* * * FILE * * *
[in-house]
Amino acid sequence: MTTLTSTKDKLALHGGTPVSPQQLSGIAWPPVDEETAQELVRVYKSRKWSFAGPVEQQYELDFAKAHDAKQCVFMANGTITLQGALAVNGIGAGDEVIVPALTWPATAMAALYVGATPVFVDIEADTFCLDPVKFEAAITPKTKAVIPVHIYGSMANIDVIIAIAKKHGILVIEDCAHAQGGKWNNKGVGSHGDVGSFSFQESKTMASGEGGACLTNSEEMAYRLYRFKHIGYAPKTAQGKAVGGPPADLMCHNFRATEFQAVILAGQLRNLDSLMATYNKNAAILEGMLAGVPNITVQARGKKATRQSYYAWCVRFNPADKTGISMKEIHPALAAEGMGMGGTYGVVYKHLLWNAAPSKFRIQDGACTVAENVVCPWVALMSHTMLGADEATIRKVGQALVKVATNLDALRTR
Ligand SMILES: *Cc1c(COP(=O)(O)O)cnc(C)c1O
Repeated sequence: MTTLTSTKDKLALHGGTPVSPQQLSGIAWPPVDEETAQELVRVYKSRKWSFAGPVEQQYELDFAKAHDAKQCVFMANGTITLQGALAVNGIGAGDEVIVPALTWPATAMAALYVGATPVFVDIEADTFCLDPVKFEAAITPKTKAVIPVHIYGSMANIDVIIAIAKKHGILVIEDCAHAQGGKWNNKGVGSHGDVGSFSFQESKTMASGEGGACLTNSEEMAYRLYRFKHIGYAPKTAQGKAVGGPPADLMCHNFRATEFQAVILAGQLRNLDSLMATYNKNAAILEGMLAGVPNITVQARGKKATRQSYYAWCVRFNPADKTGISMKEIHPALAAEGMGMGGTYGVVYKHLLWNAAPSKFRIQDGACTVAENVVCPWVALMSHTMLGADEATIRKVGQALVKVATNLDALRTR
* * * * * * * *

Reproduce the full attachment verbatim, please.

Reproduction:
[in-house]
Amino acid sequence: MTTLTSTKDKLALHGGTPVSPQQLSGIAWPPVDEETAQELVRVYKSRKWSFAGPVEQQYELDFAKAHDAKQCVFMANGTITLQGALAVNGIGAGDEVIVPALTWPATAMAALYVGATPVFVDIEADTFCLDPVKFEAAITPKTKAVIPVHIYGSMANIDVIIAIAKKHGILVIEDCAHAQGGKWNNKGVGSHGDVGSFSFQESKTMASGEGGACLTNSEEMAYRLYRFKHIGYAPKTAQGKAVGGPPADLMCHNFRATEFQAVILAGQLRNLDSLMATYNKNAAILEGMLAGVPNITVQARGKKATRQSYYAWCVRFNPADKTGISMKEIHPALAAEGMGMGGTYGVVYKHLLWNAAPSKFRIQDGACTVAENVVCPWVALMSHTMLGADEATIRKVGQALVKVATNLDALRTR
Ligand SMILES: *Cc1c(COP(=O)(O)O)cnc(C)c1O
Repeated sequence: MTTLTSTKDKLALHGGTPVSPQQLSGIAWPPVDEETAQELVRVYKSRKWSFAGPVEQQYELDFAKAHDAKQCVFMANGTITLQGALAVNGIGAGDEVIVPALTWPATAMAALYVGATPVFVDIEADTFCLDPVKFEAAITPKTKAVIPVHIYGSMANIDVIIAIAKKHGILVIEDCAHAQGGKWNNKGVGSHGDVGSFSFQESKTMASGEGGACLTNSEEMAYRLYRFKHIGYAPKTAQGKAVGGPPADLMCHNFRATEFQAVILAGQLRNLDSLMATYNKNAAILEGMLAGVPNITVQARGKKATRQSYYAWCVRFNPADKTGISMKEIHPALAAEGMGMGGTYGVVYKHLLWNAAPSKFRIQDGACTVAENVVCPWVALMSHTMLGADEATIRKVGQALVKVATNLDALRTR